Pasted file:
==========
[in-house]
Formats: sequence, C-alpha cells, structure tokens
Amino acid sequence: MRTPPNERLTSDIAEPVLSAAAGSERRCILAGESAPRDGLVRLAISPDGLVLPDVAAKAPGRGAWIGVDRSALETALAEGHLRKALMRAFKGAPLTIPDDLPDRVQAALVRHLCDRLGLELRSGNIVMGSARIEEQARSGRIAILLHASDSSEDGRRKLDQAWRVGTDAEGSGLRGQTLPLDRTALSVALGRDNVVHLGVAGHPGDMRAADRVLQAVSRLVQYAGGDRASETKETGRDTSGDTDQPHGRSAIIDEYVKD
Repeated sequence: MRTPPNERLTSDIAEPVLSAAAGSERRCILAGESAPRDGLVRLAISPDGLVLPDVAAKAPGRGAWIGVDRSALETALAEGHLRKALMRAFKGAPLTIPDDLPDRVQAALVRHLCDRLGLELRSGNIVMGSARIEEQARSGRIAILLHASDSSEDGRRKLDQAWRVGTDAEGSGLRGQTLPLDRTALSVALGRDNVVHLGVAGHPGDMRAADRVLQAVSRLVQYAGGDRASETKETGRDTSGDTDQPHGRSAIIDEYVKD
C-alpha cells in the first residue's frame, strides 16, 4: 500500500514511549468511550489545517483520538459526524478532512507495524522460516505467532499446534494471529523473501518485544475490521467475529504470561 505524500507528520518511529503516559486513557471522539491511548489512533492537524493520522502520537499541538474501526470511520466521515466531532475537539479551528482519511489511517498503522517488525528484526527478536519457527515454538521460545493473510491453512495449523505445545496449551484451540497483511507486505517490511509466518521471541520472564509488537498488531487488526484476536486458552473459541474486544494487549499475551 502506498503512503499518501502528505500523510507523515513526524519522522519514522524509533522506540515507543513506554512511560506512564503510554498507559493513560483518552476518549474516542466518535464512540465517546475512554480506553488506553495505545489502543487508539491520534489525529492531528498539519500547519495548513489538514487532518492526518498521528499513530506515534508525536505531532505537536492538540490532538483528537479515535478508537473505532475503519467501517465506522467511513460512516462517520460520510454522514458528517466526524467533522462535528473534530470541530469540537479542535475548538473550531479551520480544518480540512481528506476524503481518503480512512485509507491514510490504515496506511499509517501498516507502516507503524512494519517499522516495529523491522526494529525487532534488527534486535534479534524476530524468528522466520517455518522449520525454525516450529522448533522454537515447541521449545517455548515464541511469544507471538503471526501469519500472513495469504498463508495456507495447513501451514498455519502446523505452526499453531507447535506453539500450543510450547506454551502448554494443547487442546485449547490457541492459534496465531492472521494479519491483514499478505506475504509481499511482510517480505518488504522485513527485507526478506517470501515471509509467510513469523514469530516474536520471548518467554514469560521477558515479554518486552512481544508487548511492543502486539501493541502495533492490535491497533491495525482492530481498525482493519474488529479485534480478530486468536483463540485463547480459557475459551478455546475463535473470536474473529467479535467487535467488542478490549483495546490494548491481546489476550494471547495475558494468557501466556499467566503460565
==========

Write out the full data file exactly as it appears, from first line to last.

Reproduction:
[in-house]
Formats: sequence, C-alpha cells, structure tokens
Amino acid sequence: MRTPPNERLTSDIAEPVLSAAAGSERRCILAGESAPRDGLVRLAISPDGLVLPDVAAKAPGRGAWIGVDRSALETALAEGHLRKALMRAFKGAPLTIPDDLPDRVQAALVRHLCDRLGLELRSGNIVMGSARIEEQARSGRIAILLHASDSSEDGRRKLDQAWRVGTDAEGSGLRGQTLPLDRTALSVALGRDNVVHLGVAGHPGDMRAADRVLQAVSRLVQYAGGDRASETKETGRDTSGDTDQPHGRSAIIDEYVKD
Repeated sequence: MRTPPNERLTSDIAEPVLSAAAGSERRCILAGESAPRDGLVRLAISPDGLVLPDVAAKAPGRGAWIGVDRSALETALAEGHLRKALMRAFKGAPLTIPDDLPDRVQAALVRHLCDRLGLELRSGNIVMGSARIEEQARSGRIAILLHASDSSEDGRRKLDQAWRVGTDAEGSGLRGQTLPLDRTALSVALGRDNVVHLGVAGHPGDMRAADRVLQAVSRLVQYAGGDRASETKETGRDTSGDTDQPHGRSAIIDEYVKD
C-alpha cells in the first residue's frame, strides 16, 4: 500500500514511549468511550489545517483520538459526524478532512507495524522460516505467532499446534494471529523473501518485544475490521467475529504470561 505524500507528520518511529503516559486513557471522539491511548489512533492537524493520522502520537499541538474501526470511520466521515466531532475537539479551528482519511489511517498503522517488525528484526527478536519457527515454538521460545493473510491453512495449523505445545496449551484451540497483511507486505517490511509466518521471541520472564509488537498488531487488526484476536486458552473459541474486544494487549499475551 502506498503512503499518501502528505500523510507523515513526524519522522519514522524509533522506540515507543513506554512511560506512564503510554498507559493513560483518552476518549474516542466518535464512540465517546475512554480506553488506553495505545489502543487508539491520534489525529492531528498539519500547519495548513489538514487532518492526518498521528499513530506515534508525536505531532505537536492538540490532538483528537479515535478508537473505532475503519467501517465506522467511513460512516462517520460520510454522514458528517466526524467533522462535528473534530470541530469540537479542535475548538473550531479551520480544518480540512481528506476524503481518503480512512485509507491514510490504515496506511499509517501498516507502516507503524512494519517499522516495529523491522526494529525487532534488527534486535534479534524476530524468528522466520517455518522449520525454525516450529522448533522454537515447541521449545517455548515464541511469544507471538503471526501469519500472513495469504498463508495456507495447513501451514498455519502446523505452526499453531507447535506453539500450543510450547506454551502448554494443547487442546485449547490457541492459534496465531492472521494479519491483514499478505506475504509481499511482510517480505518488504522485513527485507526478506517470501515471509509467510513469523514469530516474536520471548518467554514469560521477558515479554518486552512481544508487548511492543502486539501493541502495533492490535491497533491495525482492530481498525482493519474488529479485534480478530486468536483463540485463547480459557475459551478455546475463535473470536474473529467479535467487535467488542478490549483495546490494548491481546489476550494471547495475558494468557501466556499467566503460565